The Young Knives
A review of their album 'Voices of Animals and Men'
Stylistic leaps and bounds - and constantly surprising mixing and production - turn a collection of thin songs with strong lyrics into a small, strange creature with an intimidating intellect hidden behind endearing quirkiness and sporadic behaviour. Hits you from all sides and always in the sore points.
The Cluas Verdict: 7 out of 10.
"We definitely want to be seen as rock's answer to Robin Hood, taking influence from the rich arty types and making it good for the poor?" (www.myspace.com/theyoungknives)
Bordering on the insulting, this statement from the band's Henry Dartnall encapsulates perfectly everything about the new sensationalist's favourites The Young Knives, both personality and music alike: they're not only arty, clever and witty, but confident, quirky, accessible, not forgetting self-assured, affected and pretentious. Good? Bad? Brilliant.
An album of angular quasi-art guitar pop/rock, Voices of Animals and Men is a drug that brings you to new places and has you crawling back for more and more highs. Hallucinatory images, cold sweats and munchies are not necessarily included, but an album like this tends has a different effect on you every time you listen, so finding yourself climbing the walls to the sounds of paranoid 'Here Comes the Rumour Mill' is almost as likely as finding yourself spaced out in some outer reaches to 'Half Timer'.
For fourteen addictive tracks, the Oxford trio spout the sort of Englishness that rarely comes without the words "quintessential" or "quaint": not just in accent, but also in attitude, lyrical references, songs about tailors, coversleeve images of Morris dancers and the persistent spectre of social inertia. Yet they are as far away from Artic Monkeys or the Kooks as you are likely to get, taking you from images of twee English life to images of death through the twistings of a talented lyrical tongue.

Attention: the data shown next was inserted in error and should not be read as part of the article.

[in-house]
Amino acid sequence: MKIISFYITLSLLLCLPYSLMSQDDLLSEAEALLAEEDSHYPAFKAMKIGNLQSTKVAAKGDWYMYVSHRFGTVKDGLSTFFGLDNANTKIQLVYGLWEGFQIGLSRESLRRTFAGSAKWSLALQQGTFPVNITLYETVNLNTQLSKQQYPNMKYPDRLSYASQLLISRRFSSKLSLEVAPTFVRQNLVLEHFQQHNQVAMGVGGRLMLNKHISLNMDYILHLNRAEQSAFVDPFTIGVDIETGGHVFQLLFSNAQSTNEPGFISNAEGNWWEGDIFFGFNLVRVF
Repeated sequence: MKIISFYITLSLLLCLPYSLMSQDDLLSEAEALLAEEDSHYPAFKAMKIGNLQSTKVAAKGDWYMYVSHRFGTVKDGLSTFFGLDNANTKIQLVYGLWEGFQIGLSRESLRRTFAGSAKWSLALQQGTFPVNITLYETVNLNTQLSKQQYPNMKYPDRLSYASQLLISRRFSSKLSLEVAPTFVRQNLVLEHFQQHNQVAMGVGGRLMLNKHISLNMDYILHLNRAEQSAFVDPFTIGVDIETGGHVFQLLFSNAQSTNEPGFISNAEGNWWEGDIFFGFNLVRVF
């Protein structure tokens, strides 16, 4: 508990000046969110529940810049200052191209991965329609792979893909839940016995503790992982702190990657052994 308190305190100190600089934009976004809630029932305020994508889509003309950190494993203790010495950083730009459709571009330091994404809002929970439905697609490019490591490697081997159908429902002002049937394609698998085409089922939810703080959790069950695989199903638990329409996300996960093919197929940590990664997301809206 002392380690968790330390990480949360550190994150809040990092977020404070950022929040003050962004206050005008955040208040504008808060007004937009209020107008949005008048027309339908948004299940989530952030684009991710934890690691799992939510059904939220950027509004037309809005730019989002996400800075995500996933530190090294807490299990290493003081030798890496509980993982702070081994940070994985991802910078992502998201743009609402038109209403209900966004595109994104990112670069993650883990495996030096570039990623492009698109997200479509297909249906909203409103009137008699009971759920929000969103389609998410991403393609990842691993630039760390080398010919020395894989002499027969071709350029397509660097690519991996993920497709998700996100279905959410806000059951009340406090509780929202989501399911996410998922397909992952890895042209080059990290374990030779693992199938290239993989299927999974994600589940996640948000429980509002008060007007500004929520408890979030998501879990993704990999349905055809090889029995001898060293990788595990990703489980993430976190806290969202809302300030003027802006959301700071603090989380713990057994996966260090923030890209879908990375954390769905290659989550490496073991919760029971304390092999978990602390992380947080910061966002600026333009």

From referencing TS Eliot in one song ("?these are the pearls that were her eyes?") to character insights in the next, from turning parental disapproval into a bar-room-type brawl ("You were screaming at your mum and I was punching your dad.") to rather disturbing collages of dead people's faces, to "wearing Faberg?on your way to Covent Garden" and "sitting pretty drinking Evian", the album is a mix of the banal and the extraordinary, the superficial and the profound. Sometimes it's just downright clever. And they know it too.
To buy a new or (very reasonably priced) 2nd hand copy of this album on Amazon just click here.